Hello! Sadly, this will be my last post for the BCCDKY. Summer flies by and it’s back to hitting the books.
The second half of the summer internship consisted of LEAF Academy and research.
This year was the first camp we hosted for 13-15 year olds, and I would say it was a success. LEAF Academy was held by the BCCDKY and the Boone County Parks Department (which means we got to work with Kevin!) Both students and staff enjoyed learning about the environment and being surrounded by nature. The first day we took the kids on a Bioblitz through Middle Creek Park. A Bioblitz is similar to a hike, except, rather than simply enjoying the fresh air, we identify the different organisms that we see. This not only helps us to practice the important skill of identification, but also lets us know what lives and grows in the area. The rest of the week was filled with activities like snorkeling, orienteering, and even a field trip to Salato Wildlife Center. The kids (myself included) spent a bright morning learning how to fly fish – for some, it was their first time fishing. The kids, including some of the staff, expanded their knowledge and gained a deeper respect for the environment.
The other part of the summer was spent conducting research on the endangered Eastern Hellbender Salamander. Hellbenders are North America’s largest fully aquatic salamander, reaching up to 24 inches long. However, their populations have been drastically declining since the 1980s, by over 80%. Sources that threaten hellbenders include: pollution and alteration of waterways, sedimentation, anglers, and habitat destruction. My fantastic herp-loving partner, Kelli Hill, and I worked on the future head-start program at the Thomas More Biology Field Station. A head-start program, such as the one at the Columbus Zoo and Aquarium, obtains hellbenders as eggs, rears them until they are 2-3 years old, then releases them into the wild. Our project focused on characterizing the historic sites for hellbenders in Northern Kentucky to test the viability of repopulating those areas. Thus we began the search for potential reintroduction sites as part of the head-start program to increase wild population levels. We found that, of the three sites we analyzed, the third site had sufficient habitat best suited to hellbenders, in addition to being the least disturbed by anthropogenic activity. You can read more about my research here.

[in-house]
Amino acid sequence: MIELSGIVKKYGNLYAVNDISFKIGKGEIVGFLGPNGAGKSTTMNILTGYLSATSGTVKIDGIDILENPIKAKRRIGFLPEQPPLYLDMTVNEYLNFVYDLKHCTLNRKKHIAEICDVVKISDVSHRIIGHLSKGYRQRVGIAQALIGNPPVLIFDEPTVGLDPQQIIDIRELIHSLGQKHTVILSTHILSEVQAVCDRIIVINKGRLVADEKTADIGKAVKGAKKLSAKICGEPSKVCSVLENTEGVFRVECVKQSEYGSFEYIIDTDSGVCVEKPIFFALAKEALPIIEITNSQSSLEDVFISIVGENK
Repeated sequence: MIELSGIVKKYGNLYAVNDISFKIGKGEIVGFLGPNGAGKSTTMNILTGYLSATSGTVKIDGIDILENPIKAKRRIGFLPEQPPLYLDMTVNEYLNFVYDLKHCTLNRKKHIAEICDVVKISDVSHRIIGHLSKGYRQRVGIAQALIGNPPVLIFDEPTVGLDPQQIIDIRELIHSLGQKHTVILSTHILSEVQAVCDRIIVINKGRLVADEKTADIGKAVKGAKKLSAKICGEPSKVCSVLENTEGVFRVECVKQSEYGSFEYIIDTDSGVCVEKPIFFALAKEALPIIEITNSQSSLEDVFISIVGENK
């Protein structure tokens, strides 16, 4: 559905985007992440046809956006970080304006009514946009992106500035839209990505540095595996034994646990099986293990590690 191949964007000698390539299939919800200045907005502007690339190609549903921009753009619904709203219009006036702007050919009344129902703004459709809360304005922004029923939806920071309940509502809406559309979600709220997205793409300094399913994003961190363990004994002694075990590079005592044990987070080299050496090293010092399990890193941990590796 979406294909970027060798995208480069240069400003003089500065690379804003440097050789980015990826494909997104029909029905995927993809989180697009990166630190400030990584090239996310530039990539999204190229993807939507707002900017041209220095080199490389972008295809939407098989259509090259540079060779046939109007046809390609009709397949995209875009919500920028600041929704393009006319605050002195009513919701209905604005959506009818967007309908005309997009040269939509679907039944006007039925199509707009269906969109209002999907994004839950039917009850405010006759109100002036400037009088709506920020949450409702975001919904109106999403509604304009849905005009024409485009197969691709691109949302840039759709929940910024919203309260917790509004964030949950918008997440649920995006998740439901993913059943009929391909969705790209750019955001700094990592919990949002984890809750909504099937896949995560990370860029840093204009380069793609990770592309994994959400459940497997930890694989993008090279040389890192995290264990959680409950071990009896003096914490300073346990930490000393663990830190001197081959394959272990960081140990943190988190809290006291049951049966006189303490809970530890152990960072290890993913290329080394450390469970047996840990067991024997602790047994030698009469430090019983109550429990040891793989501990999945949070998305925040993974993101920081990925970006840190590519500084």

Here and there were some scattered events and programs. One warm afternoon we helped the awesome intern, Cayla, teach a homeschool group about invasive species. A different day we helped the KY State Nature Preserve post bat detectors in Boone County to observe which species are present. This past week we worked a booth at the county fair, which if you didn’t see it this year, it was the best booth there. True story.
In a way, the fair marks the end of the summer and also the end of my internship. I can say with full confidence that this was the best summer by far, all thanks to my folks at the BCCDKY, Boone County Parks, and SD1/TMU Field Station. They are not only great co-workers, but are also a great family. I am really going to miss everyone. I’ve learned so much and have grown more confident as a rising environmental scientist; they have inspired me to pursue the conservation/restoration field. For the next intern they take on: don’t worry, you’re in good hands. I also want to thank all the readers for taking their time to learn a little about me and this wonderful job. I hope you are as motivated as I am to conserve and protect our beautiful natural resources.